This binds the date filter switch to the view model, and also reduces the opacity of the date picker cells when they are not in use.

The date picker cells contain a date picker and a few labels, with the implementation provided by the aptly-named DatePickerCell CocoaPod. However, this poses a little problem: Bond does not supply bindings for the properties exposed by this cell type!

If you take a peek at the API for DatePickerCell, you’ll see that it has a date property which sets both the label and the picker that it contains. You could bind bidirectionally to the picker, but this would mean the label setter logic is bypassed.

Fortunately a manual two-way binding, where you observe both the model and the date picker, is quite straightforward.

Add the following method to SettingsViewController.swift:

fileprivate func bind(_ modelDate: Observable<Date>, picker: DatePickerCell) {
  _ = modelDate.observeNext {
    event in = event
  _ = {
    event in
    modelDate.value = event

This helper method accepts a Date and a DatePickerCell and creates bindings between the two. The modelDate is bound to the and vice versa.

Now add these two lines to bindViewModel():

bind(viewModel.minUploadDate, picker: minPickerCell)
bind(viewModel.maxUploadDate, picker: maxPickerCell)

These bind the upload dates to the picker cells using your new helper method.

Build, run and rejoice! The dates are now correctly bound:

bond tutorial

Note: The 500px API does not support date filtering; this is being applied to the photos returned by the code in the Model group; as a result, you can easily filter out all of the photos returned by 500px. For a better result, try integrating with Flickr, which does support server-side date filtering.

Date Constraints

Currently, the user can create date filters that don’t make sense, i.e. where the minimum date is after the maximum.

Enforcing these constraints is really rather easy. Within PhotoSearchMetadataViewModel.swift, add the following initializer:

init() {
  _ = maxUploadDate.observeNext {
    [unowned self]
    maxDate in
    if maxDate.timeIntervalSince(self.minUploadDate.value) < 0 {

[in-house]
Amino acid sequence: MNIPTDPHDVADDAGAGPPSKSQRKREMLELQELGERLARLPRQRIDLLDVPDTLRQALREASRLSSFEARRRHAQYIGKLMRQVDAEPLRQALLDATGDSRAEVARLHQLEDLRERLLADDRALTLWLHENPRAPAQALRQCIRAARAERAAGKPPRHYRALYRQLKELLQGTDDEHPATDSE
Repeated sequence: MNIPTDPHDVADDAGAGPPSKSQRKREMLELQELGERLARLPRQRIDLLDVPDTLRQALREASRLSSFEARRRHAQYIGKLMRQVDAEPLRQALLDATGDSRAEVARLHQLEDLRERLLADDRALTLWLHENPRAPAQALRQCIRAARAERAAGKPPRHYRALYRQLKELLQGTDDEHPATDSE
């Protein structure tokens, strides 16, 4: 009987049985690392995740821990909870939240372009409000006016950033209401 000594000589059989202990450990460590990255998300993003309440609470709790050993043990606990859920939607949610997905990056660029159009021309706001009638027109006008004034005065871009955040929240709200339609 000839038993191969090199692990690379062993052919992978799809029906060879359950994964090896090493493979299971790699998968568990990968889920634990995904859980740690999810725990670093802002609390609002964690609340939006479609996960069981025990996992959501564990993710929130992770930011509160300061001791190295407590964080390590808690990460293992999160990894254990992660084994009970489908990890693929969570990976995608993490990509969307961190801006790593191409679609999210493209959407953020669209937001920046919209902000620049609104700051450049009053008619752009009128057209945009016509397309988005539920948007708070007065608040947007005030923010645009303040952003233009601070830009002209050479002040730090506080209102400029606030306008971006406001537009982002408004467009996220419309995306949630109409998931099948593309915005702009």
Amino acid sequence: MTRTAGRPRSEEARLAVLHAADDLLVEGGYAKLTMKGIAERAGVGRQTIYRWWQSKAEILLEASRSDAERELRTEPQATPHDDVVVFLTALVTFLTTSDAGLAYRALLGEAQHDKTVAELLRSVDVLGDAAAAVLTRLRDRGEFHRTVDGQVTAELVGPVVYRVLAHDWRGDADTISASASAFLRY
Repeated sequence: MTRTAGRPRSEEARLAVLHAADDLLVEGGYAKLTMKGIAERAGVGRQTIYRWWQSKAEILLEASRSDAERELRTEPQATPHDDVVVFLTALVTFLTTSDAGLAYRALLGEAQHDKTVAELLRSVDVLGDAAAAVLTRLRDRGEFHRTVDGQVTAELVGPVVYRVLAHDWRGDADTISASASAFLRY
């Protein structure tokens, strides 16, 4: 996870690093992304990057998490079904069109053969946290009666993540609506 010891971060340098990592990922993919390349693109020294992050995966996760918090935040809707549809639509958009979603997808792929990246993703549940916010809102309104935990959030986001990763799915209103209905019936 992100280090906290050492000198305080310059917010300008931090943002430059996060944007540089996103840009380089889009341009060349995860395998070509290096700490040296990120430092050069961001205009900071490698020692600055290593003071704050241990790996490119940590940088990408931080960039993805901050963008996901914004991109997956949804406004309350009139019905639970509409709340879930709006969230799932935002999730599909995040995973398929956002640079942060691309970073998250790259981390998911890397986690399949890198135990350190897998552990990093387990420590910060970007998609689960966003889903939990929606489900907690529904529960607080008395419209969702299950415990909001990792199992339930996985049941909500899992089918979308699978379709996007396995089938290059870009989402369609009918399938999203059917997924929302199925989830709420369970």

self.minUploadDate.value = maxDate
  _ = minUploadDate.observeNext {
    [unowned self]
    minDate in
    if minDate.timeIntervalSince(self.maxUploadDate.value) > 0 {
      self.maxUploadDate.value = minDate

The above simply observes each date, and if the situation where min > max arises, the values are changed accordingly.

Build and run to see the code in action. You should try setting the max date to something less than the min date. It’ll change the min date accordingly.

You might have noticed a small inconsistency: when you change the search settings, the app doesn’t repeat the query. This could be a bit confusing for your user. Ideally the application should execute the search if any of the settings change.

Each setting is an observable property, so you could observe each of one of them; however, that would require a lot of repetitive code. Fortunately, there’s a better way!

Within PhotoSearchViewModel.swift, add the following to the end of init():

_ = combineLatest(searchMetadataViewModel.dateFilter, searchMetadataViewModel.maxUploadDate,
                  searchMetadataViewModel.minUploadDate, searchMetadataViewModel.creativeCommons)
  .throttle(seconds: 0.5)
  .observeNext {
    [unowned self] _ in

The combineLatest function combines any number of observables, allowing you to treat them as one. The above code combines, throttles, then executes the query.

Build and run to see it in action. Try changing the dates, or either of the toggles. The search results will update after each time you change something!

How easy was that?! :]

A piece of cake, right?

bond tutorial